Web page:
Building Collections

Wednesday, November 15, 2017

Creating Collections with the new .of() method in JDK9

Collections have been around since JDK2. With JDK9 a new of() method is introduced to create Lists, Sets and Maps. How does it work and what are the caveats? This blog is based on the excellent talk ‘Collections Refueled’ by Stuart Marks at Devoxx Belgium 2017.


List.of() provides an easy way to create a ‘collection-literal’. This is a Collection that is unmodifiable, meaning the add(), remove() and put() methods are not usable.

try {
    List<String> list = List.of("a", "b", "c");
} catch (Exception e) {

    at java.base/java.util.ImmutableCollections.uoe(
    at java.base/java.util.ImmutableCollections$AbstractImmutableList.add(

These don’t replace the conventional Collections that you can modify. However there are plenty of use cases where you have a Collection where you know the elements at initialization time and don’t want to change them over the course of the program.  They also help with space-efficiency and startup time.

Nulls and duplicates disallowed

None of these methods allow a null value. They will throw an exception when you try to enter one.

try {
    List.of("a", "b", "a", null);
} catch (Exception e) {

    at java.base/java.util.Objects.requireNonNull(
    at java.base/java.util.ImmutableCollections$ListN.<init>(
    at java.base/java.util.List.of(

The methods for Map and Set also disallow duplicates, as these are usually programmer or configuration error.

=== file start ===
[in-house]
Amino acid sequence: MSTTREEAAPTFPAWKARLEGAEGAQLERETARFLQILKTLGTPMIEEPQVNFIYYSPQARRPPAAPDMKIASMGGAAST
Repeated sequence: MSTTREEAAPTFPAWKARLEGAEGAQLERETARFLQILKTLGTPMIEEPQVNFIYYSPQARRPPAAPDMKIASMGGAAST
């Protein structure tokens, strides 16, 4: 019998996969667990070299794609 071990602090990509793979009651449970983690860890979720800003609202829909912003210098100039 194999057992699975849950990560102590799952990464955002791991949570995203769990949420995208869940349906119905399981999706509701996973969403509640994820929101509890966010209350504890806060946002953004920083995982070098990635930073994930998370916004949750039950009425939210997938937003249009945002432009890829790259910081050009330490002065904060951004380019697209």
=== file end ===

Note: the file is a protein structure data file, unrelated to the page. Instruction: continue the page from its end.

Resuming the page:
try {
    Set.of("a", "b", "c", "a");
} catch (Exception e) {

java.lang.IllegalArgumentException: duplicate element: a
    at java.base/java.util.ImmutableCollections$SetN.<init>(
    at java.base/java.util.Set.of(

Randomized iteration order

The documentation of a set tells us that ‘The iteration order of set elements is unspecified and is subject to change’. In these Set’s it’s enforced by having a different iteration order every time you run the program. This will prevent accidently errors of code depending on an arbitrary iteration order sneaking in.

Set<String> set = Set.of("a", "b", "c");

On the first run this code may result in bca. The second run it could be abc and the third run it’s cab.


The instances of List, Set and Map coming from this .of() method are serializable.

List<String> orig = List.of("a", "b", "c");
try (ObjectOutputStream out = new ObjectOutputStream(new FileOutputStream("C:\\Data\\list.ser"));) {
} catch (IOException e) {

try (ObjectInputStream in = new ObjectInputStream(new FileInputStream("C:\\Data\\list.ser"));) {
    List<String> list = (List) in.readObject();
} catch (IOException|ClassNotFoundException e) {

The result of this code is [a, b, c] and true. Meaning the original list and the result from serializing and deserializing are the same.

Once JDK9 gets used ‘in the wild’ these methods will be a welcome addition to cleaner and easier to read code.